Villaflor: ‘Back on its feet, back to its senses’-A A +A
Tuesday, October 16, 2012
THE last time Kuwait and the Philippines met, the entire Azkals p.r. machinery was screaming “We Believe.”
It was a rallying cry for fans to support the Philippine Men’s National Team’s quest to qualify for the World Cup 2014.
That dream, as the world knows by now, is dead, along with that ridiculous slogan.
I was critical of the slogan at the onset for one reason: it placed too high expectations among fans, especially the new converts. It was made to sound that qualifying for the World Cup was a walk in a kickabout park.
When the qualifier was decided in the first leg with a 3-0 loss in the Middle East, the fans were still made to believe that a 4-0 win against the Al-Azraq was possible.
Wrong move. When the dust settled at the Rizal Memorial Stadium and the score line
read 1-2 (1-5 on aggregate), the “We Believe” slogan backfired.
Droves of new and old converts became skeptics overnight. A series of “scandals” involving Azkals players didn’t help. The crabs were having a field day.
To woo the fans back, no catchphrase would be enough. To restore belief in the Azkals, management had to do it the old-fashioned way: getting results on the pitch.
More than a year after that World Cup debacle, the fans expectations have been tempered and there is little fanfare. We see a changed Azkal team, one that has its feet on the ground, but one that means business.
Obviously, lessons have been learned.
Even after winning its first title in ages – although against subpar opposition and on home soil – management was quick to clarify that the real challenge waiting for them in November is of another level.
Azkals coach Michael Weiss himself harbors no “illusions” about what the Peace Cup win meant.
But here’s the reassuring thing: beneath that subdued message is a team brimming with self-confidence, not the hubris of old. In such a short period, the team has not only matured in many ways, it has improved its game significantly.
This “more improved” Azkals team first manifested itself not during the Peace Cup or
against its “surprising” draw with Bahrain, but during the Challenge Cup early this year, where it made a good account of itself against much higher ranked teams, including Asian powerhouse North Korea, Tajikistan and Turkmenistan.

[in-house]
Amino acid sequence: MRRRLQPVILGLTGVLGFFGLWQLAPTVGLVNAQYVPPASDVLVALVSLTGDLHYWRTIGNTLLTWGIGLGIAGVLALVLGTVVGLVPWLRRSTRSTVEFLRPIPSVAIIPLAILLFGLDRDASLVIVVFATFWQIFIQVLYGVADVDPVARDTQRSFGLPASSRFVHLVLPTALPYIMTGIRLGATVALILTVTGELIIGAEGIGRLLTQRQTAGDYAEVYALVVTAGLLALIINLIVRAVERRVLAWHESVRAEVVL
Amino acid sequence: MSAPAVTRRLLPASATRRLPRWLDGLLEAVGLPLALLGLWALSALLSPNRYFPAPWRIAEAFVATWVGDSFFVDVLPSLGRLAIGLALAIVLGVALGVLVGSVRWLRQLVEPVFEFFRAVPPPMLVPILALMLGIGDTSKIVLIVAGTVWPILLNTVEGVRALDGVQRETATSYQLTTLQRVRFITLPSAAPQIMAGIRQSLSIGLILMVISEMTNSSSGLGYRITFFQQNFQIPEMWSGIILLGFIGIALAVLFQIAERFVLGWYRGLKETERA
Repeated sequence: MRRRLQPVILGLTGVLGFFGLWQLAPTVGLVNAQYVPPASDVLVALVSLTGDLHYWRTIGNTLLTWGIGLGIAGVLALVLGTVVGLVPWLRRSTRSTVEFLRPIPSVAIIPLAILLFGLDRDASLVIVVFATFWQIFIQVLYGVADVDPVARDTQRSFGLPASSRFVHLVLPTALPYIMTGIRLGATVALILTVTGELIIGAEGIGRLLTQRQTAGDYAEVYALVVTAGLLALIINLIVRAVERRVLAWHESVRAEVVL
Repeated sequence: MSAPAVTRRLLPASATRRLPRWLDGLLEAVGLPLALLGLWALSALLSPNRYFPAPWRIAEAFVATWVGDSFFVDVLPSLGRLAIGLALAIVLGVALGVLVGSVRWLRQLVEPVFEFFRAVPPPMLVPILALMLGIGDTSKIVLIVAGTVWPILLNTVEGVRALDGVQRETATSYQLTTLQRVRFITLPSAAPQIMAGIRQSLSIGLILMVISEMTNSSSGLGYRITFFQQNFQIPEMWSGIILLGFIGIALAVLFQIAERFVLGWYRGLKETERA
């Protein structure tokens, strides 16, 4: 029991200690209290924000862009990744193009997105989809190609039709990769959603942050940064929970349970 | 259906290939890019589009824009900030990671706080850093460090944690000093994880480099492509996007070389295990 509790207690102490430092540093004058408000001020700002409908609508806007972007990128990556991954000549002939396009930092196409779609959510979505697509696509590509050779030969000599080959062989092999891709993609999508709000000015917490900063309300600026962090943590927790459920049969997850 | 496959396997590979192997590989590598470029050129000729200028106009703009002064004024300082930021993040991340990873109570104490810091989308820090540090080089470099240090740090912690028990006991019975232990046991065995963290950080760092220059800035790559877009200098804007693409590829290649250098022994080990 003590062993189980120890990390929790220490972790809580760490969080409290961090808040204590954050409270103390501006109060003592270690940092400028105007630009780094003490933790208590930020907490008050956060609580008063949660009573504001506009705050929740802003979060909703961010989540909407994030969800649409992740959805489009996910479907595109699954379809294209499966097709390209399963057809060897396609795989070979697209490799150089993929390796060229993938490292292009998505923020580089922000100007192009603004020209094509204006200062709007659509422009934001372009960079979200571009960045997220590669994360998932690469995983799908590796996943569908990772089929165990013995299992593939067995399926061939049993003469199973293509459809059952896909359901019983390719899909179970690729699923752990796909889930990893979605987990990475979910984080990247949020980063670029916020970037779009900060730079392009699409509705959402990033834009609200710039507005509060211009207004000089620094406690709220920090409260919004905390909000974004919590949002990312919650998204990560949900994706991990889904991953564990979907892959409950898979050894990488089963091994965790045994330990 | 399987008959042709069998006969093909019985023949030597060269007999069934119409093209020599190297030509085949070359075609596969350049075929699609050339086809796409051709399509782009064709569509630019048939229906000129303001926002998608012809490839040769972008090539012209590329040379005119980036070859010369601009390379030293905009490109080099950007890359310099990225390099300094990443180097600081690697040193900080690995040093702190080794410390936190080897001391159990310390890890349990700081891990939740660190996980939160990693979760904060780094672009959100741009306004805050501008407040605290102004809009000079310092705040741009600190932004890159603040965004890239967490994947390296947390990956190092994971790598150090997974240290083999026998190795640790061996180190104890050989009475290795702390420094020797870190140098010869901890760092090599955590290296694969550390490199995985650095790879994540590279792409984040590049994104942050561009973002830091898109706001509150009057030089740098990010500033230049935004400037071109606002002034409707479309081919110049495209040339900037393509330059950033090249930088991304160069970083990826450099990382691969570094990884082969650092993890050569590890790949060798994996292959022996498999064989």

The Azkals placed third. In a tough field of grizzled squads, third place is no mean feat. And that could mean only one thing: Coach Michael Weiss and Manager Dan Palami were doing something right.
In a competitive sense, the third place in the Challenge Cup was a bigger achievement
than the semifinal appearance in the AFF Suzuki Cup in 2010. (In terms of historical significance, the Suzuki Cup saga was the turning points of turning points for Philippine football, let’s make that clear.)
The Challenge Cup performance was the reason I was convinced that it is no longer a question of whether the Azkals could win the AFF Suzuki Cup 2012, but rather will they actually lift the trophy.
I wrote about the “Azkals v3.0” months ago explaining why this version of the team has what it takes to be champions. This conviction was further strengthened by the Azkals solid performances in friendlies against Malaysia, Indonesia and Singapore, and just last Sunday against Bahrain.
For the Azkals to dominate the Al-Ahmar in a scoreless draw in foreign soil speaks volumes about how Weiss has molded a credible squad. We used to cringe at the thought of friendlies abroad, but all that has changed.
As for tonight’s game between the Azkals and World Cup tormentors Kuwait, fans would do themselves a favor if they treat it not as a grudge match (which it’s not).
But here’s a thought: that “We Believe” team of long ago wasn’t going up against the Al-Azraq, it was tilting at windmills.
Be glad that team has been knocked back to its senses.
Published in the Sun.Star Cebu newspaper on October 16, 2012.